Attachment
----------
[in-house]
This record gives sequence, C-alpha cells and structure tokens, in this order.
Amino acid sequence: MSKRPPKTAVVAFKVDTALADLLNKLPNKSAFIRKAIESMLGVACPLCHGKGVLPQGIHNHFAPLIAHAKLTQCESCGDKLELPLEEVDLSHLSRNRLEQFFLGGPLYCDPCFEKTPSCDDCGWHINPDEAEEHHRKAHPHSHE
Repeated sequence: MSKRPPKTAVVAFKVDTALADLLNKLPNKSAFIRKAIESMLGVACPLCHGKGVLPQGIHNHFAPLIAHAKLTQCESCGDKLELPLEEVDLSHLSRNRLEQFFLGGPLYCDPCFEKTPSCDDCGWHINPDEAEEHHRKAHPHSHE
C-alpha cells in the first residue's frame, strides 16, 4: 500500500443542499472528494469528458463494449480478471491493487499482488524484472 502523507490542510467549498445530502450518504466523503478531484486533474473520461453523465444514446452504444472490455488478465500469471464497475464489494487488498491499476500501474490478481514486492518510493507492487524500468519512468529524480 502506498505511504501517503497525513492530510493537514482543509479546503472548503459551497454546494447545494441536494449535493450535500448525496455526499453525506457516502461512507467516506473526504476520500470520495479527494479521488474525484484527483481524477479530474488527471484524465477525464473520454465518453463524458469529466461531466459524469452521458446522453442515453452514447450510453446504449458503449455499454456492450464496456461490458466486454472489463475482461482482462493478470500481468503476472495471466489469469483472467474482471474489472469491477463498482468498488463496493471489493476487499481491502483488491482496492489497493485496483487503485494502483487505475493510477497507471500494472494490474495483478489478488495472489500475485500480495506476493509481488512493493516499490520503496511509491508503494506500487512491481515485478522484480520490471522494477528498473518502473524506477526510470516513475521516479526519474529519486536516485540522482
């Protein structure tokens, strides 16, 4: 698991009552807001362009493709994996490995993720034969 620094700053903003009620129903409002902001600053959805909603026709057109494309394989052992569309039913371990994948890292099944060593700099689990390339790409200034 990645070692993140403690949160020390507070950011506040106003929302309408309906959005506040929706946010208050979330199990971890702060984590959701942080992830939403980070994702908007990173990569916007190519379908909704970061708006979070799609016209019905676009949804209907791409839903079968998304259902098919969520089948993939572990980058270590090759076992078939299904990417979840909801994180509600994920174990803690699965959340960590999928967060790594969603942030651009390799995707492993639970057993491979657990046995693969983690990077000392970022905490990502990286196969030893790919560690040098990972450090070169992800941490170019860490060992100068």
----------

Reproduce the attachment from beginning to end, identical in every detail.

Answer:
[in-house]
This record gives sequence, C-alpha cells and structure tokens, in this order.
Amino acid sequence: MSKRPPKTAVVAFKVDTALADLLNKLPNKSAFIRKAIESMLGVACPLCHGKGVLPQGIHNHFAPLIAHAKLTQCESCGDKLELPLEEVDLSHLSRNRLEQFFLGGPLYCDPCFEKTPSCDDCGWHINPDEAEEHHRKAHPHSHE
Repeated sequence: MSKRPPKTAVVAFKVDTALADLLNKLPNKSAFIRKAIESMLGVACPLCHGKGVLPQGIHNHFAPLIAHAKLTQCESCGDKLELPLEEVDLSHLSRNRLEQFFLGGPLYCDPCFEKTPSCDDCGWHINPDEAEEHHRKAHPHSHE
C-alpha cells in the first residue's frame, strides 16, 4: 500500500443542499472528494469528458463494449480478471491493487499482488524484472 502523507490542510467549498445530502450518504466523503478531484486533474473520461453523465444514446452504444472490455488478465500469471464497475464489494487488498491499476500501474490478481514486492518510493507492487524500468519512468529524480 502506498505511504501517503497525513492530510493537514482543509479546503472548503459551497454546494447545494441536494449535493450535500448525496455526499453525506457516502461512507467516506473526504476520500470520495479527494479521488474525484484527483481524477479530474488527471484524465477525464473520454465518453463524458469529466461531466459524469452521458446522453442515453452514447450510453446504449458503449455499454456492450464496456461490458466486454472489463475482461482482462493478470500481468503476472495471466489469469483472467474482471474489472469491477463498482468498488463496493471489493476487499481491502483488491482496492489497493485496483487503485494502483487505475493510477497507471500494472494490474495483478489478488495472489500475485500480495506476493509481488512493493516499490520503496511509491508503494506500487512491481515485478522484480520490471522494477528498473518502473524506477526510470516513475521516479526519474529519486536516485540522482
């Protein structure tokens, strides 16, 4: 698991009552807001362009493709994996490995993720034969 620094700053903003009620129903409002902001600053959805909603026709057109494309394989052992569309039913371990994948890292099944060593700099689990390339790409200034 990645070692993140403690949160020390507070950011506040106003929302309408309906959005506040929706946010208050979330199990971890702060984590959701942080992830939403980070994702908007990173990569916007190519379908909704970061708006979070799609016209019905676009949804209907791409839903079968998304259902098919969520089948993939572990980058270590090759076992078939299904990417979840909801994180509600994920174990803690699965959340960590999928967060790594969603942030651009390799995707492993639970057993491979657990046995693969983690990077000392970022905490990502990286196969030893790919560690040098990972450090070169992800941490170019860490060992100068």